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Gravitational attraction

The mass of the moon is 7.35*10^22Kg. At some point between earth and the moon, the force of earth's gravitational attraction on an object is cancelled by the moon's force of gravitational attraction. If the distance between earth and the moon (centre to centre) is 3.84*10^5 Km, calculate where this will occur, relative to earth.

required: r1

analysis: Fge=Fgm


therefore: (6.67*10^-11)(5.98*10^24)/(6.38*10^6)^2 = (6.67*10^-11)(7.35*10^22)/r^2

(5.98*10^24)(3.84*10^8)/(6.38*10^6)^2(7.35*10^22)= r^2

I got 282m which is clearly wrong can i please get some assistance with the steps? thank you very much
 

Answers and Replies

Dick
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Look at the post for tascja. Are you in the same class? You posted the same question.
 
yes i see it. i posted before him, but it's ok. i still don't understand how to do the steps,the explaination on the posts are still too vague. i understand that Fge=Fgm as well as the universal formula. my problem is how to do the steps fully. the answers i keep getting are too small.
 
HallsofIvy
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The mass of the moon is 7.35*10^22Kg. At some point between earth and the moon, the force of earth's gravitational attraction on an object is cancelled by the moon's force of gravitational attraction. If the distance between earth and the moon (centre to centre) is 3.84*10^5 Km, calculate where this will occur, relative to earth.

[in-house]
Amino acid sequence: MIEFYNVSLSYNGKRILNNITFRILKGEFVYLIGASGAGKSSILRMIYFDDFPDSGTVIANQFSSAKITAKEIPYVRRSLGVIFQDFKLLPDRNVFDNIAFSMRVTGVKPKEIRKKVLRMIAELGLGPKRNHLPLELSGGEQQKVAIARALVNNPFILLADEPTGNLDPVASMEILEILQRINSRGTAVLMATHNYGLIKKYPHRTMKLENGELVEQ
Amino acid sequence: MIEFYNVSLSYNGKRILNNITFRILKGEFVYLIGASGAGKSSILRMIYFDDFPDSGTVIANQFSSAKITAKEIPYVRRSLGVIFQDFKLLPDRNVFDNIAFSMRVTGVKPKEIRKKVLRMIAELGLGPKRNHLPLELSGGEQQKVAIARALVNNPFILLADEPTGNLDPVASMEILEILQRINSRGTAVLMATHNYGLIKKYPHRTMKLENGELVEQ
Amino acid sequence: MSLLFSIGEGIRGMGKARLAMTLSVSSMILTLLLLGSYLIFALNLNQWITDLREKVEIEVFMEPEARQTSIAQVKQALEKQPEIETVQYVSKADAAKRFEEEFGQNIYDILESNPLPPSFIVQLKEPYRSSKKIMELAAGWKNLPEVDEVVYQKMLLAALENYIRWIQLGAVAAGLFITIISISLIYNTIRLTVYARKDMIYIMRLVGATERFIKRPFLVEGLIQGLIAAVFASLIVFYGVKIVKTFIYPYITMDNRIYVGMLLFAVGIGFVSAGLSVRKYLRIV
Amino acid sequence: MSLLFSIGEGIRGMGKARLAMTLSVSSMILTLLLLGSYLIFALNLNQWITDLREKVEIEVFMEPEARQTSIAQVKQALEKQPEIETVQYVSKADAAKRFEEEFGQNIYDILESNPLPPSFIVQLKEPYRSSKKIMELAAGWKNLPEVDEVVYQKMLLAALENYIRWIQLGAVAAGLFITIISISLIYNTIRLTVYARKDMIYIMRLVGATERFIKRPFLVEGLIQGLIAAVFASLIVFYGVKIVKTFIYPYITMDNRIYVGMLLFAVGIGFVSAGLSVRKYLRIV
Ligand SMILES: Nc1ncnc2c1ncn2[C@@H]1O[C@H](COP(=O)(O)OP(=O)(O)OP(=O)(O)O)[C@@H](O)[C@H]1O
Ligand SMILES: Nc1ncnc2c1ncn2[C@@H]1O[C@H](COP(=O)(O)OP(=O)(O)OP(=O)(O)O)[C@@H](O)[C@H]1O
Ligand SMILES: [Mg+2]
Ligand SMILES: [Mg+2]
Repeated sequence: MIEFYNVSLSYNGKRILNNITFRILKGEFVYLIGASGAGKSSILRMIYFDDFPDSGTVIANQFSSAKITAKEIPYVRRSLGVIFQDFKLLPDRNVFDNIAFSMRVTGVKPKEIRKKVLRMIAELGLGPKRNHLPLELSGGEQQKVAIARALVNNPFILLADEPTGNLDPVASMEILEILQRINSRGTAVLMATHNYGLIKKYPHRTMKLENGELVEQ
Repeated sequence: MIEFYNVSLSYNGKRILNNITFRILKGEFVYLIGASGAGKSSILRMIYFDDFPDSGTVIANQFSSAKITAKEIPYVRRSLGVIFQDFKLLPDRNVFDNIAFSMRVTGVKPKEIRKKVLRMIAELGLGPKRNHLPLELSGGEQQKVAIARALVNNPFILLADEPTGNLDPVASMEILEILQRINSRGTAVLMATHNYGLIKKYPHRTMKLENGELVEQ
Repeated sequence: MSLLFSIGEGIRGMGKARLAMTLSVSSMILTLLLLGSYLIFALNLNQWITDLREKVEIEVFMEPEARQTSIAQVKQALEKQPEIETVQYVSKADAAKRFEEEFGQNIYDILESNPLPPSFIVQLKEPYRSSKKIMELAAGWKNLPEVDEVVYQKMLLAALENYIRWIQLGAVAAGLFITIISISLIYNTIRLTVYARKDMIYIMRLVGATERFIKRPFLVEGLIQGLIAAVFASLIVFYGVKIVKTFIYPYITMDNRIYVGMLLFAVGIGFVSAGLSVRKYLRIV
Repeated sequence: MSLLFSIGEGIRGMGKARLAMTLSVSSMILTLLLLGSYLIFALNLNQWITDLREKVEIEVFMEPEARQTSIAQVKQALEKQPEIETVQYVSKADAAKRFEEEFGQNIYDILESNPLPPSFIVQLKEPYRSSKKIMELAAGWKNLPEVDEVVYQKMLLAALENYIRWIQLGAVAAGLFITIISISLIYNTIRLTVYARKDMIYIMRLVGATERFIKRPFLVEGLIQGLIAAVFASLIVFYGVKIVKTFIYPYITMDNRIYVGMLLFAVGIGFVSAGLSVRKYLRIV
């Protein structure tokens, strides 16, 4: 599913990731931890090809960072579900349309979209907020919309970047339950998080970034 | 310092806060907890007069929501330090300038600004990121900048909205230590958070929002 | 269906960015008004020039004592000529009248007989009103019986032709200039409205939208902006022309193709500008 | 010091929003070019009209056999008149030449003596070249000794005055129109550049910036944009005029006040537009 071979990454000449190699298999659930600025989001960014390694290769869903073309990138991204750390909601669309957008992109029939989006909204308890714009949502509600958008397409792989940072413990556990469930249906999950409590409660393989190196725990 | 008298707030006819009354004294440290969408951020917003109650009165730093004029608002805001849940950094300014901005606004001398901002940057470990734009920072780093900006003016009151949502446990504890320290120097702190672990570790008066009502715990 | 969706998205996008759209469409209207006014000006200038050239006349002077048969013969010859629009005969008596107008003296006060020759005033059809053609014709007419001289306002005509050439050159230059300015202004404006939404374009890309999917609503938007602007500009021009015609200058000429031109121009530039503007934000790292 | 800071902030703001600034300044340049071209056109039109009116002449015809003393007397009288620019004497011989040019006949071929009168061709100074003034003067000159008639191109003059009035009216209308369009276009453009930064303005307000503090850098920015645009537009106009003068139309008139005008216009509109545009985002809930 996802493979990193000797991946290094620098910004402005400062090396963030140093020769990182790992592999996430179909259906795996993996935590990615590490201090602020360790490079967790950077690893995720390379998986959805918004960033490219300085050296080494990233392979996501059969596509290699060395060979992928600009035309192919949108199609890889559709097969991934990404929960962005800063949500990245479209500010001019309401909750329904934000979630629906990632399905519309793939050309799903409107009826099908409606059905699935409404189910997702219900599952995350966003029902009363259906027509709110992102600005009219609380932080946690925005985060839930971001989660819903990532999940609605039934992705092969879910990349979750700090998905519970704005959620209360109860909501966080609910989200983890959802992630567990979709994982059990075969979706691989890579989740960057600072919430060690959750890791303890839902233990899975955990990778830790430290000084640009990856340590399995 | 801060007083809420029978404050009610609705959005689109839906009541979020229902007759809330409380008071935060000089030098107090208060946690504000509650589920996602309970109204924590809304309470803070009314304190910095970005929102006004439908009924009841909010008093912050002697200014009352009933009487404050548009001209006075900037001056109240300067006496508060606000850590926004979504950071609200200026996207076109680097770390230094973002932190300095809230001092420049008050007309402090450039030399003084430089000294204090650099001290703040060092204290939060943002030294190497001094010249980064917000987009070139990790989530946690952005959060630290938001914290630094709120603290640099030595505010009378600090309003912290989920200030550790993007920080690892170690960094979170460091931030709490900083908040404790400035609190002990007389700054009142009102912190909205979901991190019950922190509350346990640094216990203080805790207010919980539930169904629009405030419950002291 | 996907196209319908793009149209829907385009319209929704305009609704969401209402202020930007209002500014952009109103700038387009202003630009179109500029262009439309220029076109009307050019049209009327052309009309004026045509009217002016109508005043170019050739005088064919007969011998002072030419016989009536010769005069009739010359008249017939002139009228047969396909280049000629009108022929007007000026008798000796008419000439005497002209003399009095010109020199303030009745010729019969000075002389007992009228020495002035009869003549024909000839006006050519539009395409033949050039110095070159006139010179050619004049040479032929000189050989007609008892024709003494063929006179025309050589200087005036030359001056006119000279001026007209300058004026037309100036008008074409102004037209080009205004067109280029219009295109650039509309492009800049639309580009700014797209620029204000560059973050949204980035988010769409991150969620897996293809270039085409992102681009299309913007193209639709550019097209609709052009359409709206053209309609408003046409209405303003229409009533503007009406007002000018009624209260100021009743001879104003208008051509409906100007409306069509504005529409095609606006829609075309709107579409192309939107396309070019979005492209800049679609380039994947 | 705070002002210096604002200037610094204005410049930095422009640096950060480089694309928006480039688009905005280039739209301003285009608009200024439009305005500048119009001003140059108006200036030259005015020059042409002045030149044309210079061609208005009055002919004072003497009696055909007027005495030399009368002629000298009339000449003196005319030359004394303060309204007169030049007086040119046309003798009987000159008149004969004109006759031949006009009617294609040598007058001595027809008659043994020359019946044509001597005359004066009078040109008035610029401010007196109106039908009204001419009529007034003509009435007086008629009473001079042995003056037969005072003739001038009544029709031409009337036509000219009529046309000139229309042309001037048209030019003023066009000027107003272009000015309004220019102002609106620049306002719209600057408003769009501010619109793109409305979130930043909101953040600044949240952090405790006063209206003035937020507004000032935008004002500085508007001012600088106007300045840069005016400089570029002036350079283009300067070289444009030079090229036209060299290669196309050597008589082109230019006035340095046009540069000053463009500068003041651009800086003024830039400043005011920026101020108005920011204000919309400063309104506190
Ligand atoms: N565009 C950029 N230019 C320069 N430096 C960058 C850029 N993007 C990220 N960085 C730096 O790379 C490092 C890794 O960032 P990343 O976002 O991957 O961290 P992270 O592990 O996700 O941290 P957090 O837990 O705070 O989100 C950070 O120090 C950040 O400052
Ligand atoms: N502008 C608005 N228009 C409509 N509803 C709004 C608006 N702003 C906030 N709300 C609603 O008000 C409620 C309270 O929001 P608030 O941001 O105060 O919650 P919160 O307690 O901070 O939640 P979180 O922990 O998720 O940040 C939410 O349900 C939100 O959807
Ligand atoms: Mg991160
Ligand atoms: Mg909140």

required: r1

analysis: Fge=Fgm


therefore: (6.67*10^-11)(5.98*10^24)/(6.38*10^6)^2 = (6.67*10^-11)(7.35*10^22)/r^2

(5.98*10^24)(3.84*10^8)/(6.38*10^6)^2(7.35*10^22)= r^2

I got 282m which is clearly wrong can i please get some assistance with the steps? thank you very much
Here's a tip: say what you are doing: I can guess that the numerator your first line is GM for earth and moon respectively but what distances are you using in the denominator?
If "r" be the distance from the object to the center of the earth and "R" the distance between moon and earth, then the distance from the object to the center of the moon is R-r. Letting Me and Mm be the masses of the earth and moon respectively, The two gravitational forces are
[tex]\frac{GM_em}{r^2}= {GM_mm}{(R- r)^2}[/tex]
 
[tex]\frac{GM_em}{r^2}= {GM_mm}{(R- r)^2}[/tex]
do i plug in the value for r^2 on the left hand side which would be the distance of the earth? and leave r on the right alone?
 
can anyone actually help me with the calculations?
 
Dick
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[tex]\frac{GM_em}{r^2}= {GM_mm}{(R- r)^2}[/tex]
do i plug in the value for r^2 on the left hand side which would be the distance of the earth? and leave r on the right alone?
It should be pretty obvious Hall's missed a '/' on the right hand side. Now just multiply both sides by r^2*(R-r)^2 to clear out the fractions. Then you have a quadratic equation. Solve it for r. r is the distance to the earth, R is the total distance earth to moon so (R-r) is distance to moon.